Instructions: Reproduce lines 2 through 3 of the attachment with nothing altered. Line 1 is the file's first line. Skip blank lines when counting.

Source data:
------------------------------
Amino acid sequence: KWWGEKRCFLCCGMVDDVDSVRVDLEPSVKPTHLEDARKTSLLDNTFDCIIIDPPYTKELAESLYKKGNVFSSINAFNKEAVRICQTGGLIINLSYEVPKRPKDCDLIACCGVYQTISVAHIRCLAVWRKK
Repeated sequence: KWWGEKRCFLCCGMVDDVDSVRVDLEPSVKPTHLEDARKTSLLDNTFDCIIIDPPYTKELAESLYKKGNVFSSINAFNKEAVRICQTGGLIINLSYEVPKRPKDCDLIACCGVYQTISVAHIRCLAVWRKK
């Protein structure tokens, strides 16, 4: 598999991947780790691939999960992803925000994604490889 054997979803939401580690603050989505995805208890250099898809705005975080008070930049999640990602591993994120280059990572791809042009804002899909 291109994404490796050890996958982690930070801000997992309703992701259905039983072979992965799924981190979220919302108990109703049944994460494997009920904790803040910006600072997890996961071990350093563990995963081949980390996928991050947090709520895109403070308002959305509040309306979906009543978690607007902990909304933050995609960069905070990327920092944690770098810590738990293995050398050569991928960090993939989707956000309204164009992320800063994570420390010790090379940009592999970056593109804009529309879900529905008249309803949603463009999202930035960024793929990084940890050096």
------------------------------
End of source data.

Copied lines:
Repeated sequence: KWWGEKRCFLCCGMVDDVDSVRVDLEPSVKPTHLEDARKTSLLDNTFDCIIIDPPYTKELAESLYKKGNVFSSINAFNKEAVRICQTGGLIINLSYEVPKRPKDCDLIACCGVYQTISVAHIRCLAVWRKK
């Protein structure tokens, strides 16, 4: 598999991947780790691939999960992803925000994604490889 054997979803939401580690603050989505995805208890250099898809705005975080008070930049999640990602591993994120280059990572791809042009804002899909 291109994404490796050890996958982690930070801000997992309703992701259905039983072979992965799924981190979220919302108990109703049944994460494997009920904790803040910006600072997890996961071990350093563990995963081949980390996928991050947090709520895109403070308002959305509040309306979906009543978690607007902990909304933050995609960069905070990327920092944690770098810590738990293995050398050569991928960090993939989707956000309204164009992320800063994570420390010790090379940009592999970056593109804009529309879900529905008249309803949603463009999202930035960024793929990084940890050096």